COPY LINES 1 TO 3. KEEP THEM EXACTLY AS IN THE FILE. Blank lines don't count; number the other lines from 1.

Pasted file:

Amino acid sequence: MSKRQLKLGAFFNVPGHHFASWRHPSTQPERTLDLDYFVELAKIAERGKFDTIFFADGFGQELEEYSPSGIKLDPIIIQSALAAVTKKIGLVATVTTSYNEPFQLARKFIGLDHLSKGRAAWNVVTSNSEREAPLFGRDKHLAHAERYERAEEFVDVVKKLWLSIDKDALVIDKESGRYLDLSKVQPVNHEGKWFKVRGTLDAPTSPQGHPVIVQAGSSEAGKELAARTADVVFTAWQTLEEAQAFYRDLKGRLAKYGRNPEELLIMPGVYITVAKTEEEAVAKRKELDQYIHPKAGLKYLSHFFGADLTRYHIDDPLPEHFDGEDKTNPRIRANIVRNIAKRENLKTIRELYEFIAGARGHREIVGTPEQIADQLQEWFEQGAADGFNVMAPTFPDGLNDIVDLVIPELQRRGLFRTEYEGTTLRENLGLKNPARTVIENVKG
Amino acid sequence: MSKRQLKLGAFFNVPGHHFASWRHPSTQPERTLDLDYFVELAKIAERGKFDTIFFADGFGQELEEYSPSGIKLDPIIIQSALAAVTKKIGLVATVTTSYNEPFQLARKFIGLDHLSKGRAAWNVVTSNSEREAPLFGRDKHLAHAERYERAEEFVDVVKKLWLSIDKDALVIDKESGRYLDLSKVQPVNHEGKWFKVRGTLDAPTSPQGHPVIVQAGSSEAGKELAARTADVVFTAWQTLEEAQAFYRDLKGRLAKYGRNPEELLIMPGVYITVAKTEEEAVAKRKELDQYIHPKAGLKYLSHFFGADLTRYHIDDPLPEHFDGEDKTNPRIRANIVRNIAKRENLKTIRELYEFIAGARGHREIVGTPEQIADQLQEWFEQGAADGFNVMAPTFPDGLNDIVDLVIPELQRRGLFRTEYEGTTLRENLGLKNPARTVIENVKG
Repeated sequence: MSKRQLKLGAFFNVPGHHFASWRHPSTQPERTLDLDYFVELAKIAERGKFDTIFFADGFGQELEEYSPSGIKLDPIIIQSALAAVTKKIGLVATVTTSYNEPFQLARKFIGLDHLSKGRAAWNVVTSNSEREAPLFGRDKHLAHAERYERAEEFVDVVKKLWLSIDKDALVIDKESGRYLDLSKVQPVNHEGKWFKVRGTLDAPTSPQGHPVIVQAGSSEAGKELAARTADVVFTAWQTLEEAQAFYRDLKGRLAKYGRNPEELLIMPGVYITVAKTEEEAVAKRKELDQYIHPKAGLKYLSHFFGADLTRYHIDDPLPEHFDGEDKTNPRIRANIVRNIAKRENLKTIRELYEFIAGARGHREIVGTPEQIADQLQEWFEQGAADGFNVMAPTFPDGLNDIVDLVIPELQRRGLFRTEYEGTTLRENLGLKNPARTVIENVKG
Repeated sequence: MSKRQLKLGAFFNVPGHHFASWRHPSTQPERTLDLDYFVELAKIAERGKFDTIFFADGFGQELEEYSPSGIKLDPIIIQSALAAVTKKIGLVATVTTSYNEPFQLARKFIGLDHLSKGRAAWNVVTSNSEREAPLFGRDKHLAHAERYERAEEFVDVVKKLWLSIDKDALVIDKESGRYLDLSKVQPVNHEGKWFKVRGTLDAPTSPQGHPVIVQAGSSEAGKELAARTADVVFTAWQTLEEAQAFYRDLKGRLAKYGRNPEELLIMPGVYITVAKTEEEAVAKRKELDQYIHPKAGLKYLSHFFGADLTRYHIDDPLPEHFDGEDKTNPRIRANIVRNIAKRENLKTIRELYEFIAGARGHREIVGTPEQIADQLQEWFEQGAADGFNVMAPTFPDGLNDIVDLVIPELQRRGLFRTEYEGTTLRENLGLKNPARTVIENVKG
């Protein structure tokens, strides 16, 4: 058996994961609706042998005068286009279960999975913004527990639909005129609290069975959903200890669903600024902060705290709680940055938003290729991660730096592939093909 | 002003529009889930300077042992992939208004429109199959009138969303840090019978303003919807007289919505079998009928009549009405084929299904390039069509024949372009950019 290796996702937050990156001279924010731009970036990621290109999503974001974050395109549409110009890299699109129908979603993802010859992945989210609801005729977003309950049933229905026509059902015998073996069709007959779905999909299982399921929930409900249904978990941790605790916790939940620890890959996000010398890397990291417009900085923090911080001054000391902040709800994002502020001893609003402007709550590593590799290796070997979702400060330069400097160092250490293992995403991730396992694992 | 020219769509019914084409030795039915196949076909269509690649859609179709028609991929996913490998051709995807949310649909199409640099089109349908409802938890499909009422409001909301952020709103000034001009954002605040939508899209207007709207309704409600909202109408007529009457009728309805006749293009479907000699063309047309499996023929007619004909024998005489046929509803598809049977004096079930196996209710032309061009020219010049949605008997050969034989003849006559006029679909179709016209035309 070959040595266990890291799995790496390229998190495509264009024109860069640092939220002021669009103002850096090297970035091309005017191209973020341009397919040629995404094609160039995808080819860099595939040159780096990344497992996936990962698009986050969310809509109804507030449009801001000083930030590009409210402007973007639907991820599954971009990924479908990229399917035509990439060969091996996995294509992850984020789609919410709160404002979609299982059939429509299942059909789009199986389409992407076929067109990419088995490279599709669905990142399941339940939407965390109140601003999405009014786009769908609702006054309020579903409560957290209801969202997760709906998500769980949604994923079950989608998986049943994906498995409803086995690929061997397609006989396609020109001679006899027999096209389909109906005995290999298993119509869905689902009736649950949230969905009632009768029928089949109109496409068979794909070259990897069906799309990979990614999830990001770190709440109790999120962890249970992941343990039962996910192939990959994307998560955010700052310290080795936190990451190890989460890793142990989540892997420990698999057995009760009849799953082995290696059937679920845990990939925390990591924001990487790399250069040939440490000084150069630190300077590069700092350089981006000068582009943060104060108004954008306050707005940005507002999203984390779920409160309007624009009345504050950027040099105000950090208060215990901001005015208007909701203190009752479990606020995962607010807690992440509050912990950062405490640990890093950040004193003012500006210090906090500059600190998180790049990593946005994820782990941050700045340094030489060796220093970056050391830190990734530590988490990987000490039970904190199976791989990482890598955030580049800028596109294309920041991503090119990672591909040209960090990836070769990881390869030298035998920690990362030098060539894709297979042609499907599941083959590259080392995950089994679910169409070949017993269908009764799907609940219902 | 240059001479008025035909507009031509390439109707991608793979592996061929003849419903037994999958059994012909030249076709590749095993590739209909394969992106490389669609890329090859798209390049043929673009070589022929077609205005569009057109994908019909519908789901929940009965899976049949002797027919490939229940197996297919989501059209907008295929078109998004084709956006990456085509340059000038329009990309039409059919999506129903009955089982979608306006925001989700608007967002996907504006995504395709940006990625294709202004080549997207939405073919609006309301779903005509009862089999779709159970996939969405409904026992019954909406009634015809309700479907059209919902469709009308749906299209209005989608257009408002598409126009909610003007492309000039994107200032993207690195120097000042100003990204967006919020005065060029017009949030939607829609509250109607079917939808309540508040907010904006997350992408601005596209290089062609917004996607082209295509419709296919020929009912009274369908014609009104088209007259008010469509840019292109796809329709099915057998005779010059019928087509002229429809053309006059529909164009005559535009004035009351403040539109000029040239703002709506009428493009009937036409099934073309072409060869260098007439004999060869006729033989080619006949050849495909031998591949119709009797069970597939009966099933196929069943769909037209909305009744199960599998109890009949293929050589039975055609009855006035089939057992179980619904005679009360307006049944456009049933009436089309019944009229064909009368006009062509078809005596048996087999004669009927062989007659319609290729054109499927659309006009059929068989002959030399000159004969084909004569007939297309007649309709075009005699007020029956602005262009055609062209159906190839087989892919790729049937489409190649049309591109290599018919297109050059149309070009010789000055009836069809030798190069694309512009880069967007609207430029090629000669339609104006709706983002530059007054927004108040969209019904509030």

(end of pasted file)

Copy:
Amino acid sequence: MSKRQLKLGAFFNVPGHHFASWRHPSTQPERTLDLDYFVELAKIAERGKFDTIFFADGFGQELEEYSPSGIKLDPIIIQSALAAVTKKIGLVATVTTSYNEPFQLARKFIGLDHLSKGRAAWNVVTSNSEREAPLFGRDKHLAHAERYERAEEFVDVVKKLWLSIDKDALVIDKESGRYLDLSKVQPVNHEGKWFKVRGTLDAPTSPQGHPVIVQAGSSEAGKELAARTADVVFTAWQTLEEAQAFYRDLKGRLAKYGRNPEELLIMPGVYITVAKTEEEAVAKRKELDQYIHPKAGLKYLSHFFGADLTRYHIDDPLPEHFDGEDKTNPRIRANIVRNIAKRENLKTIRELYEFIAGARGHREIVGTPEQIADQLQEWFEQGAADGFNVMAPTFPDGLNDIVDLVIPELQRRGLFRTEYEGTTLRENLGLKNPARTVIENVKG
Amino acid sequence: MSKRQLKLGAFFNVPGHHFASWRHPSTQPERTLDLDYFVELAKIAERGKFDTIFFADGFGQELEEYSPSGIKLDPIIIQSALAAVTKKIGLVATVTTSYNEPFQLARKFIGLDHLSKGRAAWNVVTSNSEREAPLFGRDKHLAHAERYERAEEFVDVVKKLWLSIDKDALVIDKESGRYLDLSKVQPVNHEGKWFKVRGTLDAPTSPQGHPVIVQAGSSEAGKELAARTADVVFTAWQTLEEAQAFYRDLKGRLAKYGRNPEELLIMPGVYITVAKTEEEAVAKRKELDQYIHPKAGLKYLSHFFGADLTRYHIDDPLPEHFDGEDKTNPRIRANIVRNIAKRENLKTIRELYEFIAGARGHREIVGTPEQIADQLQEWFEQGAADGFNVMAPTFPDGLNDIVDLVIPELQRRGLFRTEYEGTTLRENLGLKNPARTVIENVKG
Repeated sequence: MSKRQLKLGAFFNVPGHHFASWRHPSTQPERTLDLDYFVELAKIAERGKFDTIFFADGFGQELEEYSPSGIKLDPIIIQSALAAVTKKIGLVATVTTSYNEPFQLARKFIGLDHLSKGRAAWNVVTSNSEREAPLFGRDKHLAHAERYERAEEFVDVVKKLWLSIDKDALVIDKESGRYLDLSKVQPVNHEGKWFKVRGTLDAPTSPQGHPVIVQAGSSEAGKELAARTADVVFTAWQTLEEAQAFYRDLKGRLAKYGRNPEELLIMPGVYITVAKTEEEAVAKRKELDQYIHPKAGLKYLSHFFGADLTRYHIDDPLPEHFDGEDKTNPRIRANIVRNIAKRENLKTIRELYEFIAGARGHREIVGTPEQIADQLQEWFEQGAADGFNVMAPTFPDGLNDIVDLVIPELQRRGLFRTEYEGTTLRENLGLKNPARTVIENVKG